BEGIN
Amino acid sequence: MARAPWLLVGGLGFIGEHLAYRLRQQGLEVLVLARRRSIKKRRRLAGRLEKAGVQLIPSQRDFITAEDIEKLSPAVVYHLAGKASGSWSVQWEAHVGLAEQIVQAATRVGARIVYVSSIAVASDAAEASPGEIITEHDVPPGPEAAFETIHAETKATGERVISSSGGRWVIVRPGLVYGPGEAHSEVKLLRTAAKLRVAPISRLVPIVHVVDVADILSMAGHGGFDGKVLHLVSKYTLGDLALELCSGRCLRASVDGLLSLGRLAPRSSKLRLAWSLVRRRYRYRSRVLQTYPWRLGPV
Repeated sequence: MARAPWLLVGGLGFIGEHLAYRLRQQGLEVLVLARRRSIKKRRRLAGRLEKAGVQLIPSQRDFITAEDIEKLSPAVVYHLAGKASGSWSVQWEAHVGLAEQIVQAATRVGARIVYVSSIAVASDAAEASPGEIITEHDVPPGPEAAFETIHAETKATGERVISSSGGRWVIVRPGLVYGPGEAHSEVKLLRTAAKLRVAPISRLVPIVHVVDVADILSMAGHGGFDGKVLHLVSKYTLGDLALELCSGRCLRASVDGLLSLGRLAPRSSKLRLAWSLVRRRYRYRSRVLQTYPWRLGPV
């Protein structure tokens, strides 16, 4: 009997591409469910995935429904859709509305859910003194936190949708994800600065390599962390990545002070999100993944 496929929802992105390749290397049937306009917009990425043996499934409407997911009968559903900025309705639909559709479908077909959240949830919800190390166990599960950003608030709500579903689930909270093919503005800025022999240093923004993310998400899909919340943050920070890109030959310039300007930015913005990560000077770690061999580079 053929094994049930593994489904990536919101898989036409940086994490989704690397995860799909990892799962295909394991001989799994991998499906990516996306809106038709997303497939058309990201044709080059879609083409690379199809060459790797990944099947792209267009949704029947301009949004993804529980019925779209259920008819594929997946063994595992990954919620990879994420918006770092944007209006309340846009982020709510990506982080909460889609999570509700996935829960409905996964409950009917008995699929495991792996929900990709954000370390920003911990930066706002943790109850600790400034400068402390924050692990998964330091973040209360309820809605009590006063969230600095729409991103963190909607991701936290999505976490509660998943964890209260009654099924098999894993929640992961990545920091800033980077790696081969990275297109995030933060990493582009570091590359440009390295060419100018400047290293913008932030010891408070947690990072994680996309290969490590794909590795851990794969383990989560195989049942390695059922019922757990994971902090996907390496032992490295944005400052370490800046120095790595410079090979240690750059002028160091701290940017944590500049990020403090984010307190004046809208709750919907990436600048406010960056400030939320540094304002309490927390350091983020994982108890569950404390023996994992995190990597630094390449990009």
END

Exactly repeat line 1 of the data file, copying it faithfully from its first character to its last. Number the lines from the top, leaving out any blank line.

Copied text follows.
Amino acid sequence: MARAPWLLVGGLGFIGEHLAYRLRQQGLEVLVLARRRSIKKRRRLAGRLEKAGVQLIPSQRDFITAEDIEKLSPAVVYHLAGKASGSWSVQWEAHVGLAEQIVQAATRVGARIVYVSSIAVASDAAEASPGEIITEHDVPPGPEAAFETIHAETKATGERVISSSGGRWVIVRPGLVYGPGEAHSEVKLLRTAAKLRVAPISRLVPIVHVVDVADILSMAGHGGFDGKVLHLVSKYTLGDLALELCSGRCLRASVDGLLSLGRLAPRSSKLRLAWSLVRRRYRYRSRVLQTYPWRLGPV